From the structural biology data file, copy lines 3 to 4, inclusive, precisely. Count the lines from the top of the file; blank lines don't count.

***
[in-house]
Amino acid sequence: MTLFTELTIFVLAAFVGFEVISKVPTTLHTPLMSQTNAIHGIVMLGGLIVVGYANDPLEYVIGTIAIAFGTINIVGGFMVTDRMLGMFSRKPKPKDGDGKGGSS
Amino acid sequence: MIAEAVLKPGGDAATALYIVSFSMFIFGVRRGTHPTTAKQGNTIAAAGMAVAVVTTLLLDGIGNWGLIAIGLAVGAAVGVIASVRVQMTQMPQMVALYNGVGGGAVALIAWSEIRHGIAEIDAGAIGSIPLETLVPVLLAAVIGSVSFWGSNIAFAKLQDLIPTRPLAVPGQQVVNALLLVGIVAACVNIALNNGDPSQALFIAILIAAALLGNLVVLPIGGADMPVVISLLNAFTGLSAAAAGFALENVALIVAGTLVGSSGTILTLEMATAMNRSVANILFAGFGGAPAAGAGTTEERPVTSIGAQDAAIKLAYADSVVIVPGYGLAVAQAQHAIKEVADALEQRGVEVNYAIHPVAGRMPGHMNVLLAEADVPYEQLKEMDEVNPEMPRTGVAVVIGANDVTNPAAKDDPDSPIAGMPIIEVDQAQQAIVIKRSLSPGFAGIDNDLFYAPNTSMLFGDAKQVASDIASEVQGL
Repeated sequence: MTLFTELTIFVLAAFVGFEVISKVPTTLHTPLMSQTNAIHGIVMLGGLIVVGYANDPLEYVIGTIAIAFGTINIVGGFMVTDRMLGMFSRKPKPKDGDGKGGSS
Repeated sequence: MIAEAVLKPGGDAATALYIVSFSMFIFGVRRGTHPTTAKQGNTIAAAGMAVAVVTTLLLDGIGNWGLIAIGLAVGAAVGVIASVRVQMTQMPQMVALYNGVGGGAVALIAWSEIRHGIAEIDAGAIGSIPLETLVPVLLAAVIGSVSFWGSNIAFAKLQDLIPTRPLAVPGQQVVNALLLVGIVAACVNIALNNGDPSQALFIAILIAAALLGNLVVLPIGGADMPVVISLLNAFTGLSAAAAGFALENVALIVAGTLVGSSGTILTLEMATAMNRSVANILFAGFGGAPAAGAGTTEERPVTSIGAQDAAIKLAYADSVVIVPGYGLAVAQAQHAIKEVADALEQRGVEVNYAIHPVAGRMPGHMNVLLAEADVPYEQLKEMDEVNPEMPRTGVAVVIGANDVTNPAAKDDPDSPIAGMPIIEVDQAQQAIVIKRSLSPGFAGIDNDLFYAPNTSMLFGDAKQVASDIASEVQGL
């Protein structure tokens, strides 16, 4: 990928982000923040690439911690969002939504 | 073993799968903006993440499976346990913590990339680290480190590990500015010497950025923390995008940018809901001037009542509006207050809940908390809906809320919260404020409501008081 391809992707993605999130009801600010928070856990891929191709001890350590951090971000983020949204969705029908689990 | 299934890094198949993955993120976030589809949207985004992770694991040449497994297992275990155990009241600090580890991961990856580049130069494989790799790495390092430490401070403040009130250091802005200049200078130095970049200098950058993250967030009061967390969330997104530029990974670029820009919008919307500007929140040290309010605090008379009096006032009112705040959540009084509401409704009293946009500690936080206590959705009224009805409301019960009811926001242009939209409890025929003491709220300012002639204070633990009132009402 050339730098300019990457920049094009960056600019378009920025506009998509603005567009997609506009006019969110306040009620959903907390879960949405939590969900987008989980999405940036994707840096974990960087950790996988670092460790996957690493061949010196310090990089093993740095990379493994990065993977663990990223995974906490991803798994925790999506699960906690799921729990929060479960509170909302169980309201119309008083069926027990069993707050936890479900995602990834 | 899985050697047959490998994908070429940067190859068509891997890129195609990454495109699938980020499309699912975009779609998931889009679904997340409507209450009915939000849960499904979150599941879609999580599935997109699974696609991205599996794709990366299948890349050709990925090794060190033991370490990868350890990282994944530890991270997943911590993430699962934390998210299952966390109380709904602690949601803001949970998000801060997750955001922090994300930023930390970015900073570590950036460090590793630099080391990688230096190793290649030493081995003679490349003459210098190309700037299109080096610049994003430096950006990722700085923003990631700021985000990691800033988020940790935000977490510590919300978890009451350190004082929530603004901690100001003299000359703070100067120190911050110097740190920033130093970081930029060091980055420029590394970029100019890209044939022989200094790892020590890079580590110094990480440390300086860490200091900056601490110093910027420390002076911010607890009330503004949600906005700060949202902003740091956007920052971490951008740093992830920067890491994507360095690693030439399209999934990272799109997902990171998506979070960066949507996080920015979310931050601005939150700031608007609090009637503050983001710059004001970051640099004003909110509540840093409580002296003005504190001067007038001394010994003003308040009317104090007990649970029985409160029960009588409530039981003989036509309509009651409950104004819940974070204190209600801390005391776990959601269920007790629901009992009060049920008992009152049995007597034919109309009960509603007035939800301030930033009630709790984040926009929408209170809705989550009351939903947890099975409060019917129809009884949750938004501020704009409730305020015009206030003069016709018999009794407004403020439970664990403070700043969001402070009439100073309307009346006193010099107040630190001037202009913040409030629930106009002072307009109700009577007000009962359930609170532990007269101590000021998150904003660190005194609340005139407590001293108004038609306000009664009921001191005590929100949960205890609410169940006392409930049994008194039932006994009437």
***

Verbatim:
Amino acid sequence: MIAEAVLKPGGDAATALYIVSFSMFIFGVRRGTHPTTAKQGNTIAAAGMAVAVVTTLLLDGIGNWGLIAIGLAVGAAVGVIASVRVQMTQMPQMVALYNGVGGGAVALIAWSEIRHGIAEIDAGAIGSIPLETLVPVLLAAVIGSVSFWGSNIAFAKLQDLIPTRPLAVPGQQVVNALLLVGIVAACVNIALNNGDPSQALFIAILIAAALLGNLVVLPIGGADMPVVISLLNAFTGLSAAAAGFALENVALIVAGTLVGSSGTILTLEMATAMNRSVANILFAGFGGAPAAGAGTTEERPVTSIGAQDAAIKLAYADSVVIVPGYGLAVAQAQHAIKEVADALEQRGVEVNYAIHPVAGRMPGHMNVLLAEADVPYEQLKEMDEVNPEMPRTGVAVVIGANDVTNPAAKDDPDSPIAGMPIIEVDQAQQAIVIKRSLSPGFAGIDNDLFYAPNTSMLFGDAKQVASDIASEVQGL
Repeated sequence: MTLFTELTIFVLAAFVGFEVISKVPTTLHTPLMSQTNAIHGIVMLGGLIVVGYANDPLEYVIGTIAIAFGTINIVGGFMVTDRMLGMFSRKPKPKDGDGKGGSS